Title lathe cleanout

I perform a fair amount of side jobs that I never post since they are usually either too small to mention or they are not of much interest. I decided to post the following and even though it’s not that fascinating to look at it is still representative of what goes on in my garage.

A friend of mine who does carpentry work was in need of a solution for his router table. He has a Dewalt router that fits into a router base that is permanently attached to the underside of his router table. The issue he has is with the adapter that allows bolting of the router base to the table. The universal adapter plate is plastic and is attached to the aluminum Dewalt base using, what looks like, three 4mm bolts that hang on by 2.5 threads. The problem is that the small threads can only handle a light router load as my friend found out the hard way. Placing a larger load causes the threads to pull out from the router base and then bad things seem to start to happen.

He had asked if I could build an aluminum adapter plate and beef up the bolts that secure the base to the plate. Normally I don’t get very excited about projects like this however there is a part of me intrigued by the challenge associated with improving on a manufacturers short comings and making the result look pro at the same time. I am unsure who manufactures the plastic adapter plate, it may be the maker of the router table or it may be DeWalt. Regardles I figured I would see if I can show up the original designer with some home hobby metal work. Now mind you I understand that manufacturing costs play a huge role in the kinds of products companies turn out and that is most likely why the adapter plate is plastic however…it always feels good when the little guy can step into the octagon.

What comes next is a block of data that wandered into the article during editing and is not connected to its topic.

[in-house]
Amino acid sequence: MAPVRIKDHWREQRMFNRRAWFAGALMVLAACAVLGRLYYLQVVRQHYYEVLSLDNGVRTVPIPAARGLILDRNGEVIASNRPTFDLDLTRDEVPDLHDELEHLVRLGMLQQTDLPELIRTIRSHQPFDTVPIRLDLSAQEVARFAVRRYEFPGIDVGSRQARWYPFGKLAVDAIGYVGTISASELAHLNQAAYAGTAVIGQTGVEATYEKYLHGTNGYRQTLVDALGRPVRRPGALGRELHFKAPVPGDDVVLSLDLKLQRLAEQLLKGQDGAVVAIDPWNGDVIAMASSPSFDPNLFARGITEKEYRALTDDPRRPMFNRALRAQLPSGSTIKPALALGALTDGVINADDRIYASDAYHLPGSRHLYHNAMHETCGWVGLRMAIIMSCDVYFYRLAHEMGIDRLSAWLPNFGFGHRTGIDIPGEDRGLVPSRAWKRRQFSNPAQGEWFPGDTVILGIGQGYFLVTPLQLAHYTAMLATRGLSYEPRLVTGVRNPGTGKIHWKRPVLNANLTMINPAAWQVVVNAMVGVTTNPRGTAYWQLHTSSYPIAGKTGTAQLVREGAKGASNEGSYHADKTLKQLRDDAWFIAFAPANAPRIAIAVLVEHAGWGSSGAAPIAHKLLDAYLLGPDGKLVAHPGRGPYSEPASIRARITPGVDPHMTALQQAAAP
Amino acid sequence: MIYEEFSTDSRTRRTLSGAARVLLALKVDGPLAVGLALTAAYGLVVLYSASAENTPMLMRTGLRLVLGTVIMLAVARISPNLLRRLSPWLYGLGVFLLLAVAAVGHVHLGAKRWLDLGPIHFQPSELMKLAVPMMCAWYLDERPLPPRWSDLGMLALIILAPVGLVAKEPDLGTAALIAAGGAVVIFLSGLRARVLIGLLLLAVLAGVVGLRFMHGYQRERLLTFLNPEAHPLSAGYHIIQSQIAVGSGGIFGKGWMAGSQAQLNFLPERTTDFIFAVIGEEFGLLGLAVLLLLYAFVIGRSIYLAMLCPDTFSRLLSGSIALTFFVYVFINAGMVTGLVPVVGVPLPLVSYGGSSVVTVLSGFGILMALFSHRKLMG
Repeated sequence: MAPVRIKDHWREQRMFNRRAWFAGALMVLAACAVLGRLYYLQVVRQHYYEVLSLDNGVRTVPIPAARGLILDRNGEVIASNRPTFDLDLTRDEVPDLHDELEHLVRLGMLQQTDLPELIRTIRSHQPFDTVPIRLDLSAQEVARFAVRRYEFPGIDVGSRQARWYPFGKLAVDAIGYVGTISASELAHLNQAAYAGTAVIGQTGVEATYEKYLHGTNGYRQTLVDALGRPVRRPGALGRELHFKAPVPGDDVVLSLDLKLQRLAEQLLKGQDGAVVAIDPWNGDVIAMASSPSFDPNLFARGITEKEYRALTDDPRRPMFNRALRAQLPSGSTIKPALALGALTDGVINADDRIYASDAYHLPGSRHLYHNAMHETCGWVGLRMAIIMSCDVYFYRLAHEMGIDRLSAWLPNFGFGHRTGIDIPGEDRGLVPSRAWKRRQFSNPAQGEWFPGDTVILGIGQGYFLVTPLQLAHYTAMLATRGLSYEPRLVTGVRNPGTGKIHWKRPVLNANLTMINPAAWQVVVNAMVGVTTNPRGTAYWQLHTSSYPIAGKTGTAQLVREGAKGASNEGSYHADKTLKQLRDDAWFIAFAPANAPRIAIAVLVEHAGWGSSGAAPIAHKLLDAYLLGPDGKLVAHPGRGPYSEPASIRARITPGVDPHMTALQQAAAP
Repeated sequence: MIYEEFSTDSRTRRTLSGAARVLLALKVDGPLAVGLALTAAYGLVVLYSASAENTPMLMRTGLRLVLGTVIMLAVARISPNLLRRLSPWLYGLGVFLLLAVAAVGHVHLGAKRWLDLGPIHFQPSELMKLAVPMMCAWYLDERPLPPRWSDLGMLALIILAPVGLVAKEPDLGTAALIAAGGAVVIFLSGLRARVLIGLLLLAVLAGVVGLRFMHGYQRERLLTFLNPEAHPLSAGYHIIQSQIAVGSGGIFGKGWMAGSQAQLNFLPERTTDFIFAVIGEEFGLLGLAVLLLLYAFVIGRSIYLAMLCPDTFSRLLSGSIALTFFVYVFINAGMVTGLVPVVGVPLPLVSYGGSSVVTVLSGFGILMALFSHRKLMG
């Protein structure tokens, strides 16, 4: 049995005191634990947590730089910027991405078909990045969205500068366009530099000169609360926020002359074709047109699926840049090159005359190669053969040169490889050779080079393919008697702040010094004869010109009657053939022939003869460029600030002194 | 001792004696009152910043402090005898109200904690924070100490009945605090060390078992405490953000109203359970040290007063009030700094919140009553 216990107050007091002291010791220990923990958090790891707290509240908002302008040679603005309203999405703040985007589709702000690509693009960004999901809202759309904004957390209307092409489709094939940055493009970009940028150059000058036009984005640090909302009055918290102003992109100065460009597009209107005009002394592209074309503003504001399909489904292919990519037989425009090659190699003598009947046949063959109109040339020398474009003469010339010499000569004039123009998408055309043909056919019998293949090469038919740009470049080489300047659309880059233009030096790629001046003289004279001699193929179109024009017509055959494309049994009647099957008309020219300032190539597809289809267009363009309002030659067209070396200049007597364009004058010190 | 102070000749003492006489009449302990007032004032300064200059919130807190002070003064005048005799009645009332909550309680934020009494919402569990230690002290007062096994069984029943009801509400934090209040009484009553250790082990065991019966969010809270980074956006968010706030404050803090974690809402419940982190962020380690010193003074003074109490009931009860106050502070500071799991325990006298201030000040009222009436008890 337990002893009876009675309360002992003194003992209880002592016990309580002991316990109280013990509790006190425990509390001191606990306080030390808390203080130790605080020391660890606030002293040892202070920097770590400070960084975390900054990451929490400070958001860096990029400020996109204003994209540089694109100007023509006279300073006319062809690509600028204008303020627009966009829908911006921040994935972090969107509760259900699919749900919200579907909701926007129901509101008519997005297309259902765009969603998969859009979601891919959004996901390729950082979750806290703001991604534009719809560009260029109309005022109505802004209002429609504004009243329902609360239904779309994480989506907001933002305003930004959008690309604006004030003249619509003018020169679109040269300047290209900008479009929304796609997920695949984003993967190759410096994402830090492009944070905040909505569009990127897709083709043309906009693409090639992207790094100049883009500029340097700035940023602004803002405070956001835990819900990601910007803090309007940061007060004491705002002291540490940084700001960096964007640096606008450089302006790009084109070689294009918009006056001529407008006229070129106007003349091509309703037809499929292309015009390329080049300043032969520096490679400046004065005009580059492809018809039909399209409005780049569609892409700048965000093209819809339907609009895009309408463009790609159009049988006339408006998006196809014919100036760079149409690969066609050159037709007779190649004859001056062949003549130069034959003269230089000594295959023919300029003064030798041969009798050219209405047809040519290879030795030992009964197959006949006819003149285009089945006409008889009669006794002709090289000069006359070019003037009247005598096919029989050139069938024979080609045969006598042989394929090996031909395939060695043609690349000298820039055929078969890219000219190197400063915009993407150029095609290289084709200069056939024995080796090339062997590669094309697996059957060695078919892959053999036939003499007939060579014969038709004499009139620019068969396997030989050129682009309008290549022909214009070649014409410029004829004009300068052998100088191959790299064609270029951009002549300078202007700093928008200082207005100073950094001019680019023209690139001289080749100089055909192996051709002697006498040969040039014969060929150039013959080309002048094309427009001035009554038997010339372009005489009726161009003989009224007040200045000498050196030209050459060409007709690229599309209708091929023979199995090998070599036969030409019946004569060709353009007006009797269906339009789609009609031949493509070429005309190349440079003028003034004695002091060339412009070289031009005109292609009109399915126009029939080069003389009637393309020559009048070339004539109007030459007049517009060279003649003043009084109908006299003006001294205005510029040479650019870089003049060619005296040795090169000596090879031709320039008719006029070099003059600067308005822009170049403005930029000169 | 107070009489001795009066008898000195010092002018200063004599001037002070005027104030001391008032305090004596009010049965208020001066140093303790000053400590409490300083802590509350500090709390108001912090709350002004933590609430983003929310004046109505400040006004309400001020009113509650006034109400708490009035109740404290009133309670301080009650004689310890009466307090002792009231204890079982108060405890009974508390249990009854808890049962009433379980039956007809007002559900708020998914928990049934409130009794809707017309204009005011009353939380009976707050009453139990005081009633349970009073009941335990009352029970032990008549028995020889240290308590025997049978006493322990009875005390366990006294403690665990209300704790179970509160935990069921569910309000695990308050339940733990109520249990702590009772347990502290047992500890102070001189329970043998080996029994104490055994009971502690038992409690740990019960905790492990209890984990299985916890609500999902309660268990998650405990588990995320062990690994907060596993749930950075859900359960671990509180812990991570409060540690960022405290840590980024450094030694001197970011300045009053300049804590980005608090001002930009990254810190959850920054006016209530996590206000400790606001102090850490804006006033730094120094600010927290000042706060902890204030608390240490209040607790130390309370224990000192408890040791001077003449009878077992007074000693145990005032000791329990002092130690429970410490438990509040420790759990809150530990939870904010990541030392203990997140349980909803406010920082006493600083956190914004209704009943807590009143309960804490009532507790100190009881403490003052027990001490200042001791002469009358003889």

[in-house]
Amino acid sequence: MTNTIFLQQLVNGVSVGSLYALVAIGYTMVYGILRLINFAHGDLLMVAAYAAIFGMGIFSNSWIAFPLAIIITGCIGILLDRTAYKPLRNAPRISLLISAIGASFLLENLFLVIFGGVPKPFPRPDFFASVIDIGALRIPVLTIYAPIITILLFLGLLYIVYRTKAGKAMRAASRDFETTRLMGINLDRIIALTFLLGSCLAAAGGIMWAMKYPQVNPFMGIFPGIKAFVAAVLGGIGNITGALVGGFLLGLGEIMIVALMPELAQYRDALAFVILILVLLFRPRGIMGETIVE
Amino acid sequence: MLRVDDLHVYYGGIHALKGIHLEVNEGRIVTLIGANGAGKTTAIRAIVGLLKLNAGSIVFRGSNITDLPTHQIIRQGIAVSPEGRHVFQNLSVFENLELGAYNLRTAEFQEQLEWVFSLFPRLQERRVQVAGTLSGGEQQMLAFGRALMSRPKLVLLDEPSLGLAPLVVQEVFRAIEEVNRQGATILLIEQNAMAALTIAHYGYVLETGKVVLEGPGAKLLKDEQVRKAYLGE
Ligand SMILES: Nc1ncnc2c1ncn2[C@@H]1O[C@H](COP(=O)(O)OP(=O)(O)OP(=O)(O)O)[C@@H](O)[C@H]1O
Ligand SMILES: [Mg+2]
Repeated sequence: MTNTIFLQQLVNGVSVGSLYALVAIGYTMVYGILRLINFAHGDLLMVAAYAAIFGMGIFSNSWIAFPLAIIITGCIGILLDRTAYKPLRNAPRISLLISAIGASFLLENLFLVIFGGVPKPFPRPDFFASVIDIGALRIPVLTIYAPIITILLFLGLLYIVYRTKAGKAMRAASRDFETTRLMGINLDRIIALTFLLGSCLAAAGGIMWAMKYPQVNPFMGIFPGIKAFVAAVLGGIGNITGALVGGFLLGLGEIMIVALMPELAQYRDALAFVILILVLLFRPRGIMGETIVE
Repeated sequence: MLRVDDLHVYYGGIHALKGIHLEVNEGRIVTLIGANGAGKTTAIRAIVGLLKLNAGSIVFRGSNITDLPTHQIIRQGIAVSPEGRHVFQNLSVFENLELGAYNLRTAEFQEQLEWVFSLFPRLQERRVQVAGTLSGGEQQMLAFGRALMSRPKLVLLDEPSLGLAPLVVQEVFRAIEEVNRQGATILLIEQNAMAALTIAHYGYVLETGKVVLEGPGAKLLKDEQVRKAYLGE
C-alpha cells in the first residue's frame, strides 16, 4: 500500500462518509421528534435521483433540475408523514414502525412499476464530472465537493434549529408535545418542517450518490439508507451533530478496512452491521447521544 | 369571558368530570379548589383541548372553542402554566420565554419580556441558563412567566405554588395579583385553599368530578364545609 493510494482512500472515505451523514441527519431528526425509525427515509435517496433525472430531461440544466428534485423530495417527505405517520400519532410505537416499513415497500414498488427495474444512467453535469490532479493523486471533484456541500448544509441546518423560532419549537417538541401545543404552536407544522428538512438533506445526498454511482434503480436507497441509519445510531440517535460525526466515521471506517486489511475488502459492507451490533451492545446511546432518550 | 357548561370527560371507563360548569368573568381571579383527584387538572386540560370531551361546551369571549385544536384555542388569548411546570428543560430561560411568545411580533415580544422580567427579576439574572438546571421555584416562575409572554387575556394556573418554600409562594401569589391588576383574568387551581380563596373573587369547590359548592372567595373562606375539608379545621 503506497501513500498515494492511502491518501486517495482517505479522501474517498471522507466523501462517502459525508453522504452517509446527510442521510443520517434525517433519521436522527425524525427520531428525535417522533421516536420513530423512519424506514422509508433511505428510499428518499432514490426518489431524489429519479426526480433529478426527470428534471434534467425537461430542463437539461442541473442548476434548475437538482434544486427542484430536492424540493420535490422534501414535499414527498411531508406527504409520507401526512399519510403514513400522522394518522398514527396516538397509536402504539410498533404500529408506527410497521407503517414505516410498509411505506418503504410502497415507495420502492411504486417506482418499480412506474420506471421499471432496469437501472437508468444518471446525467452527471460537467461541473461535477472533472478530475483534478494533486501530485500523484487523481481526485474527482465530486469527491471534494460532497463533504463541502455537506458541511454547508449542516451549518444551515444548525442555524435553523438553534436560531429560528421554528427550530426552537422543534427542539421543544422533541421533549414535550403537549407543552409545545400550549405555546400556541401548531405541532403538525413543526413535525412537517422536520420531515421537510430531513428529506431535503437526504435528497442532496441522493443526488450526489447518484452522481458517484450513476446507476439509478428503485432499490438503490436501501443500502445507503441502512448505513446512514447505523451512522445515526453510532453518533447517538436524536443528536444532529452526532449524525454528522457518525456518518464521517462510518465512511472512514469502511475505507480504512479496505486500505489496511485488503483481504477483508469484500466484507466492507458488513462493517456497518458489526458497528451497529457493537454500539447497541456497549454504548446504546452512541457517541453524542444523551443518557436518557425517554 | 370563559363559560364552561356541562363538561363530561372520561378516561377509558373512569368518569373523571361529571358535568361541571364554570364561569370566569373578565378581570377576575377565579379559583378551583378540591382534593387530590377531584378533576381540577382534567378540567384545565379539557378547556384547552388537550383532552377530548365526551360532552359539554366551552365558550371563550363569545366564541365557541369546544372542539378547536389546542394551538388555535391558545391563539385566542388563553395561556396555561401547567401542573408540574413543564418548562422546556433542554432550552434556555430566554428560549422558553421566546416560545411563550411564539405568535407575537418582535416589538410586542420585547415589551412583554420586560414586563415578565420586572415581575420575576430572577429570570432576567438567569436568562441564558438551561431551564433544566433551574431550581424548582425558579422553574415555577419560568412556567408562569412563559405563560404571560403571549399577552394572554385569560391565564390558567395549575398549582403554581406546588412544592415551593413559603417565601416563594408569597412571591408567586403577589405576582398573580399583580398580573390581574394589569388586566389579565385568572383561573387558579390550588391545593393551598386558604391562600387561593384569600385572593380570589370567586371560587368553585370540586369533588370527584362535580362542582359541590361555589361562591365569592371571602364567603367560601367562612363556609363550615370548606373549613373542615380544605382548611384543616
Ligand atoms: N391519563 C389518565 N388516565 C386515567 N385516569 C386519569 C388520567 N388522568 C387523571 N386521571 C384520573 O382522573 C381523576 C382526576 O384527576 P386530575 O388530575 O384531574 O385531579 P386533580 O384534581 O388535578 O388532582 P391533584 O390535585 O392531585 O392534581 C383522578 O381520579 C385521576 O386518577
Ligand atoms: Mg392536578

I’ll leave the narration to the pictures. You will be able to figure out the process as there really is nothing complicated. It was still a 10+ hour project for me but it not only produced a successful product but it also came with a decent level of satisfaction.